The equinox is a “still point of the turning world” (Cynthia Bourgeault, Centering Prayer and Inner Awakening 67). It is a pause between the effulgent explosion of growth fueled by the long days of summer and the empty fields and long nights of autumn. It is a time to gather in the harvest, all that we have worked to achieve. It is a time for gratitude and communal sharing. Yet in the shortening days, we feel a strong tug toward the dark. The fall equinox is a crossroads where energy is shifting away from growth and toward death. What is full will become empty. What has been bright will become dark. The noisy bird world of day and the insect hum of night grow quieter now. In our busy lives, this is time not only to labor but to pause.
Pausing can be difficult. But, I ask myself, will my day feel more fulfilled if I get to the end of my to do list—which never happens anyway, or if I fully participate in some activity even if it takes more time than I’ve allotted? I’m always on the fence about this, so then, I multi-task. Needing to walk for the health of my physical heart and to meditate for the health of my metaphysical one, I combine both walking and meditating in my own eclectic way. Gently sweeping away intruding thoughts, I let my sense perceptions guide me as I walk along a path through a dark green, yellow tinged wood. A crow sounds the alarm of my presence, crickets hum in the underbrush, and abundant acorns crunch beneath my feet. As my awareness shifts, I realize that it is not I walking through the woods, but the woods flowing into me. Together we are equal partners in the fullness of this moment.
I am aware of my movement in contrast to the trees’ rootedness. I stop to lean into an old cottonwood of great girth. By stilling my lateral motion along the path, I connect for a moment with the tree’s vertical motion of extending into the earth and rising into the sky. The growth up is balanced by the growth below. The trees become my teachers. They remind me, as I slow down and savor their presence, that human awareness needs to move in two directions, within as well as without. In stillness there is also growth. Sometimes before charging forth into action, it is wiser to take a breath and wait on the will of heaven, which can best be discovered when our minds are quiet and our hearts are open.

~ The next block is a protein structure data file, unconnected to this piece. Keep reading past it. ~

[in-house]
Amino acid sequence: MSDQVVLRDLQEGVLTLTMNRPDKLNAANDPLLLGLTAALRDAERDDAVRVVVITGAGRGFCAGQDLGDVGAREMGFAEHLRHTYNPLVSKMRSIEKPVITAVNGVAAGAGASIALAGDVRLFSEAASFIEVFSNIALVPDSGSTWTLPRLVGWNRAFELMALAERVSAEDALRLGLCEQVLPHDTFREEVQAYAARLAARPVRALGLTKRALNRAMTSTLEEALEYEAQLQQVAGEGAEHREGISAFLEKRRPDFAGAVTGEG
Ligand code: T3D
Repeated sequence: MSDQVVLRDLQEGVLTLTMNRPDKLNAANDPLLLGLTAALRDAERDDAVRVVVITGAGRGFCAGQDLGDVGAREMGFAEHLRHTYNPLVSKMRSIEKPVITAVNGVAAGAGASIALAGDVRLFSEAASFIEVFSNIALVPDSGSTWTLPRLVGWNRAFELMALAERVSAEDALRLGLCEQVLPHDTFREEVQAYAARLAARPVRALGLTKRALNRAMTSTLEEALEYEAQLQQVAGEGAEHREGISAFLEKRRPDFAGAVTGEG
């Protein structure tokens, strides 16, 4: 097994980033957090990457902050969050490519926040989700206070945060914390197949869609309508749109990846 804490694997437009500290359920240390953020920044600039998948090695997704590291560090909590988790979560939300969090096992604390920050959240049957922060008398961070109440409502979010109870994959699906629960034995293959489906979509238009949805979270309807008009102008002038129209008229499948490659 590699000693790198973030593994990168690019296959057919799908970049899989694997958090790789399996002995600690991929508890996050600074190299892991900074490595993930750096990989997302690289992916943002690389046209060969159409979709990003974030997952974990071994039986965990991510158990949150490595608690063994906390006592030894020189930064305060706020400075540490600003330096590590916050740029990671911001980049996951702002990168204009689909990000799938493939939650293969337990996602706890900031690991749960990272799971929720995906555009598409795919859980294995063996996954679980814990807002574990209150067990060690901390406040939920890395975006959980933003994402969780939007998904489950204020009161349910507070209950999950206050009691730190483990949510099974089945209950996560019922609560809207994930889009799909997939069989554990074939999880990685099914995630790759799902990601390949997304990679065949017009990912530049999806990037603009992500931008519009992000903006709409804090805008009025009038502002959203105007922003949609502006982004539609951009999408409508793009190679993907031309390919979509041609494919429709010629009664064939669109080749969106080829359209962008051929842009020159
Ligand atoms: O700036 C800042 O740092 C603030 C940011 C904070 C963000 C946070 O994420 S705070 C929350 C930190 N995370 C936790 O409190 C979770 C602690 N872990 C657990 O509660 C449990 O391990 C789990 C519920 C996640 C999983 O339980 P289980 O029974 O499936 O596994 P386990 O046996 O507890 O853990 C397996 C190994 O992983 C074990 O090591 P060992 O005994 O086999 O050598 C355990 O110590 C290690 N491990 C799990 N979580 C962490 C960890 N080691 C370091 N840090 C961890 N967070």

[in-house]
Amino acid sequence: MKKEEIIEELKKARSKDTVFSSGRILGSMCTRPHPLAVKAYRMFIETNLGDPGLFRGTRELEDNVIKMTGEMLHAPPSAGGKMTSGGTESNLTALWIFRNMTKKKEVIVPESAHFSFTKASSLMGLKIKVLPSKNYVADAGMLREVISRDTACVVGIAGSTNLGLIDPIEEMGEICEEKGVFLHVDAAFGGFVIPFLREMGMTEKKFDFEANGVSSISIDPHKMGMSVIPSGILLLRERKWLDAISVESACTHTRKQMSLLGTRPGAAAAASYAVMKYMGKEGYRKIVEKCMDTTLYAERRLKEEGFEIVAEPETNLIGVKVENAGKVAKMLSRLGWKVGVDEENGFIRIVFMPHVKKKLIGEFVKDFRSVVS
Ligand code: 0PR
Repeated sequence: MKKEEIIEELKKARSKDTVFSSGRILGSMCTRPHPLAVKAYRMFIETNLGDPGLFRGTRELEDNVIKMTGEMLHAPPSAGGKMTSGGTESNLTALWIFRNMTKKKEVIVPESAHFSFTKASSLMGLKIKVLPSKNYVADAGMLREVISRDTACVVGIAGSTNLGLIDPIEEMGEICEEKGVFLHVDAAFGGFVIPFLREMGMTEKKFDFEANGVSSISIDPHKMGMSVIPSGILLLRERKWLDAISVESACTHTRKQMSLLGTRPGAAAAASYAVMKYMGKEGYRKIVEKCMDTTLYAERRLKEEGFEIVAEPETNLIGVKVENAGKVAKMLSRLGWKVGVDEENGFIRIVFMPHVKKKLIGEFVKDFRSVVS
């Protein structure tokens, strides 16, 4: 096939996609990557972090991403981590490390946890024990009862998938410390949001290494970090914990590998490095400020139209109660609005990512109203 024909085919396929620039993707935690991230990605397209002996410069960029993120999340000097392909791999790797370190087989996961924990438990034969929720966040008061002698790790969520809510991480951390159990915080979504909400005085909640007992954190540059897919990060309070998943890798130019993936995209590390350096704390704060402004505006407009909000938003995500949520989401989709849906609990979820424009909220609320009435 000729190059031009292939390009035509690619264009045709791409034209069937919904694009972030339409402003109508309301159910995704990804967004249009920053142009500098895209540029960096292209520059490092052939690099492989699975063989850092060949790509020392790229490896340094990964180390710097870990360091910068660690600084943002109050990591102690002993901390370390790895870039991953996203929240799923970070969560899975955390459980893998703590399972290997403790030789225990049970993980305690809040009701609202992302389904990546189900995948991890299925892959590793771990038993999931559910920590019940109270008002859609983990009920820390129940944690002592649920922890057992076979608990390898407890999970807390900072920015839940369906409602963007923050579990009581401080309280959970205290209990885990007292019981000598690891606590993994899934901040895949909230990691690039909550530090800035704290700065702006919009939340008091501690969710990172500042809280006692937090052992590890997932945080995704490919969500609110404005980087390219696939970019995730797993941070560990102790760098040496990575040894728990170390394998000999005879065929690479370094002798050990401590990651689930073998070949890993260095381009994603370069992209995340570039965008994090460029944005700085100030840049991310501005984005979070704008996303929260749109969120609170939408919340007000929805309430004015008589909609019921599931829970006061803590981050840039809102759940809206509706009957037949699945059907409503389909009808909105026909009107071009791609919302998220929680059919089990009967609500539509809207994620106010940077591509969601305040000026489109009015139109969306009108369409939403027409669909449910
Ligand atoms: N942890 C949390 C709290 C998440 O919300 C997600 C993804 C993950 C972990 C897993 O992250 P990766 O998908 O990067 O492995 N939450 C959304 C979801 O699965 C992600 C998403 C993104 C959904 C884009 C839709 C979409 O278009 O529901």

As crones our physical ability to move through the world is sometimes slowed or curtailed. Perhaps that is to remind us that we need to learn to increase the vertical movement of our souls. As we grow older, may we learn to balance doing with listening and develop our capacity for contemplation. May we come to the crossroads not only of light and dark, but of divine and human, where we find the cosmic mind of the goddess waiting for us to open our minds, hearts, and spirits to deep well springs of creativity, hope and love. This prospect of deepening grace gives me hope. Even as I enjoy the sun and abundant harvest of the fields, I yearn toward the riches of the dark. Thus the balance between light and dark, summer and fall is not an unequal one. I let go of one and embrace the other with equal love.
Melody Lee, Karen Edwards, and Dorothy Emerson, co-creators
Fall Equinox Rituals
To participate in the spirit of balance, spend some time practicing your favorite form of meditation whether it be yogic breathing, T’ai Chi, mindfulness meditation, centering prayer, or some other form with which you are familiar. Take some time to still your mind and listen deep within at this time of equal light and dark to bring your own being into a more harmonious balance of doing and being, of listening and speaking.
To celebrate the fall equinox in a more communal way, share something that you have grown, made or created with another person. In this way the love of the goddess within your heart conjoins with divine radiance in the hearts of those around you. Together we celebrate the unity of all life.